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Flip top-down management culture on its head

Tim Mara The Hoarding

If you set a clear purpose and cultivate an environment of innovation and collaboration, then you can have a whole company of CEOs, says Micha Kaufman, writing for Entrepreneur.

How you organise and run your business and who you choose to do what are the key elements that determine the destiny of your company. When you’re starting out, you probably believe that adopting a conventional top-down management style will lay the best foundations.

Kaufman, CEO of Fiverr, a global online marketplace offering freelance tasks and services, argues that this traditional arrangement might not be the right answer for your firm.


He put that theory to the test in the company he co-founded and discovered big drawbacks in the top-down approach:

1) Innovation is stunted. Always being expected to follow one person’s instructions allows no space for outside-the-box thinking, which leads to innovation.

2) Accountability is reduced. Simply executing someone else’s idea discourages accountability and responsibility among team members.

3) Tunnel vision prevails. Employees don’t consider the bigger picture when focusing on a single specific problem.

4) Ownership goes unshared. Whether it succeeds or fails, ownership of any initiative will not extend beyond its creator.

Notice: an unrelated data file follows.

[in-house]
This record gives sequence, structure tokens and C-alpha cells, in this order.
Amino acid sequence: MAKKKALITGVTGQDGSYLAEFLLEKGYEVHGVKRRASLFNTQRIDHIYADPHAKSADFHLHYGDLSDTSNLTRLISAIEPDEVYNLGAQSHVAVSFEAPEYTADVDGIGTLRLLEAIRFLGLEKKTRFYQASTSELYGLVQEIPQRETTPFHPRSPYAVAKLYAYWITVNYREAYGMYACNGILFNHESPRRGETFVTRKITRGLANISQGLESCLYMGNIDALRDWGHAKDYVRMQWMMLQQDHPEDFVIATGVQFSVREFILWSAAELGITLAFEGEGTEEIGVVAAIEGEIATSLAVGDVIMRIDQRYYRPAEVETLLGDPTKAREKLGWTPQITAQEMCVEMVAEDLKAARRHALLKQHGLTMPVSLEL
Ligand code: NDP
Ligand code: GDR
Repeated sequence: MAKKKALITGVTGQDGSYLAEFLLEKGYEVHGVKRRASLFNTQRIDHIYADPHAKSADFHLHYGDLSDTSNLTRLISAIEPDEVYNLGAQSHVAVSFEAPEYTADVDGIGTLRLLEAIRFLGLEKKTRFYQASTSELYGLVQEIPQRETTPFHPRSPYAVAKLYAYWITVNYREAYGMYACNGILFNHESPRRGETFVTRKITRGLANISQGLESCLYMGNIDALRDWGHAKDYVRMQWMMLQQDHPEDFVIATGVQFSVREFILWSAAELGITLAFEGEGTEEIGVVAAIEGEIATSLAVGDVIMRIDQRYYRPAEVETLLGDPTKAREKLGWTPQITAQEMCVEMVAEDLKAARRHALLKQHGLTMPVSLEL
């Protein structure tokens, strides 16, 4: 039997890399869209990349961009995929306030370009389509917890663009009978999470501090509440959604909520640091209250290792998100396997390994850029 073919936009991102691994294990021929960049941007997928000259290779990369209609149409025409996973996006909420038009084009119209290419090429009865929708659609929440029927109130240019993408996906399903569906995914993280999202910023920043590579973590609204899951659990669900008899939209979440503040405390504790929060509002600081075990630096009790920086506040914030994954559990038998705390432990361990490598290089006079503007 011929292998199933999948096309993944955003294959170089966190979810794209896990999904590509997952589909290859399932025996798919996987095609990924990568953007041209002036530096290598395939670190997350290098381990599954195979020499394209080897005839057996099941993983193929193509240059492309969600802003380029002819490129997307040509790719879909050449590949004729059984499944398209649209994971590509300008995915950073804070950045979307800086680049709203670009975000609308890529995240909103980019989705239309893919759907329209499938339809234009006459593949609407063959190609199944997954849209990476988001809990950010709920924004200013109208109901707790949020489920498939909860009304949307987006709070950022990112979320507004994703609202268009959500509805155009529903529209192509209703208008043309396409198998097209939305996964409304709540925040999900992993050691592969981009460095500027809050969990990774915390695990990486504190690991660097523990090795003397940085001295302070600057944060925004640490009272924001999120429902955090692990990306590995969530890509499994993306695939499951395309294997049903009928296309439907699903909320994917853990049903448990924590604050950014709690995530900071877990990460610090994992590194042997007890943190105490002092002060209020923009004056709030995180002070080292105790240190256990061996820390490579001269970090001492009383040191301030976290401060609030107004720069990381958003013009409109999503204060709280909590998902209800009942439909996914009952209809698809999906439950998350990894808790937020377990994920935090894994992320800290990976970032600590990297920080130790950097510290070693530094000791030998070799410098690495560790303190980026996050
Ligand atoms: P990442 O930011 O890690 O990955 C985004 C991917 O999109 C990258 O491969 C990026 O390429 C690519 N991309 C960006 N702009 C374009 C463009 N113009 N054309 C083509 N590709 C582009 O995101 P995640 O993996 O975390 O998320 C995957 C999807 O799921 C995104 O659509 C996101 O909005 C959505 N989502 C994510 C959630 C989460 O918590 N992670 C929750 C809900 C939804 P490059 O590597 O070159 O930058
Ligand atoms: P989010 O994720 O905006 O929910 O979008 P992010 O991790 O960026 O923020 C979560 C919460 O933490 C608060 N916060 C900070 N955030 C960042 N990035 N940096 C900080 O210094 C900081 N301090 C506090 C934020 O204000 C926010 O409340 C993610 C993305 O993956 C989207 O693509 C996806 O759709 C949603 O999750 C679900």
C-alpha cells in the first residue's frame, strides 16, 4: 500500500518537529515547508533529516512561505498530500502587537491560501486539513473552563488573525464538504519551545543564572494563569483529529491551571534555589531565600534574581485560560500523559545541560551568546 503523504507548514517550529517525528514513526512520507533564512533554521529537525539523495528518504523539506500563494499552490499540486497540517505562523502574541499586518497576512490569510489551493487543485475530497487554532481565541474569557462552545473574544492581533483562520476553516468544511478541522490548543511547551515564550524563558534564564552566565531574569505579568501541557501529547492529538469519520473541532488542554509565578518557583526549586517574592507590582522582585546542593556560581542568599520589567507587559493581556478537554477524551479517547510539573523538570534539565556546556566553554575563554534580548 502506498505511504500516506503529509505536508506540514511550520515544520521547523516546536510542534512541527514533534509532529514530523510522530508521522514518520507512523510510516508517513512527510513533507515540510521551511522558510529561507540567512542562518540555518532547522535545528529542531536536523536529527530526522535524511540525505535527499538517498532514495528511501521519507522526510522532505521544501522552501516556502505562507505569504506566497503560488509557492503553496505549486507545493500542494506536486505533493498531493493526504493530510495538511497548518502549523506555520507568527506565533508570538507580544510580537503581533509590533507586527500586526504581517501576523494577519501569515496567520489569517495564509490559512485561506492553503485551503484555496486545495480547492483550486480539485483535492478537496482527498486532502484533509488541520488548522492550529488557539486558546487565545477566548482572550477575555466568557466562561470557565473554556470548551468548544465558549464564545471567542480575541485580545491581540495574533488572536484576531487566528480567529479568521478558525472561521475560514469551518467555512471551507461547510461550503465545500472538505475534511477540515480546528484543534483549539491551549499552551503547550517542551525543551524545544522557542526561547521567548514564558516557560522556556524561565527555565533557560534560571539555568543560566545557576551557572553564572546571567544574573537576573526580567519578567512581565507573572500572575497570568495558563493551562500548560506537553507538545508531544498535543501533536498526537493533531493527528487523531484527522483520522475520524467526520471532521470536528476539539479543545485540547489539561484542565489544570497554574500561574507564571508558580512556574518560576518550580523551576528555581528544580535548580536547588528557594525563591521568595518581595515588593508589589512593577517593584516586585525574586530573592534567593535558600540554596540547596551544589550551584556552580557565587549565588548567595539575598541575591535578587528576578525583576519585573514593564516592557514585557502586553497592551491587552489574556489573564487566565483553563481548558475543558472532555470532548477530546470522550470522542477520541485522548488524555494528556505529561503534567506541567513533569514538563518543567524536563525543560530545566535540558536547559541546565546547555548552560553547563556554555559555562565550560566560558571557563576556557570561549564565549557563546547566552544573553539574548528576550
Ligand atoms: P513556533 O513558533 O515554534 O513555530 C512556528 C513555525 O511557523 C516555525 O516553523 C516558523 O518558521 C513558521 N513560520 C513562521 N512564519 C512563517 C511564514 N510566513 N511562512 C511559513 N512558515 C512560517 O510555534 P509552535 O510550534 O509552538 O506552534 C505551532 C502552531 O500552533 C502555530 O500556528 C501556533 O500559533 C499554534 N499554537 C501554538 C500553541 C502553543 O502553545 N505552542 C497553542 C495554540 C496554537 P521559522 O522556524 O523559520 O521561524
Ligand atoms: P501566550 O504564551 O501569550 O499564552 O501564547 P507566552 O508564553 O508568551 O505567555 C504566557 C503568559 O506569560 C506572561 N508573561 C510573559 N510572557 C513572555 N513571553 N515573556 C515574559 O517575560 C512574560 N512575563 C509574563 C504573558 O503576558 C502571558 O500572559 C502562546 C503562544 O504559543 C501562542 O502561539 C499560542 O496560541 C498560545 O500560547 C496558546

“If a business is hiring the right people, contributions should come from every member of a team. So, why would an organisation limit its own collective mind power through a system of direct action?” asks Kaufman.

His advice is to experiment to find a model that works for your particular business. In Fiverr’s case the culture that evolved sees management as a guiding light rather than as a taskmaster.


“As a data-driven company, team members could recognise where inefficiencies existed, come up with potential solutions and hypothesise on the target impact of their new solutions, implement an experiment and extract the right signals to decide if they pursue the direction.”

Here are some of his tips on how you can make that model work for your company:

1) Create a North Star. Put a framework in place pointing your teams in the same direction and making priorities crystal clear. The fabric of Fiverr, for example, is all about the low-friction experience.

2) Empower your teams. Make it their job to work together to problem solve and push the company forward.

3) Provide resources and feedback. Your role as manager is to support implementation of the team’s ideas, to analyse outcomes and encourage higher goals.

4) Establish what is effective. Once you know what works, be resolute about it so everyone understands the company culture.

5) Don’t be afraid to change. Especially in a newly established business, priorities will alter over time. Managers need to keep defining their guiding framework and ensure the message is shared.

Only you can determine whether this kind of synergistic culture would work in your company, but there’s no doubt it has been a huge success at Fiverr.

“The impact on our company culture cannot be understated,” concludes Kaufman. “Many hands aren’t just working collaboratively, they’re all strategically pulling on the same rope to derive a larger outcome.”

Source Article: How Fiverr’s Culture Created A Company Of CEOs
Author(s): Micha Kaufman
Publisher: Entrepreneur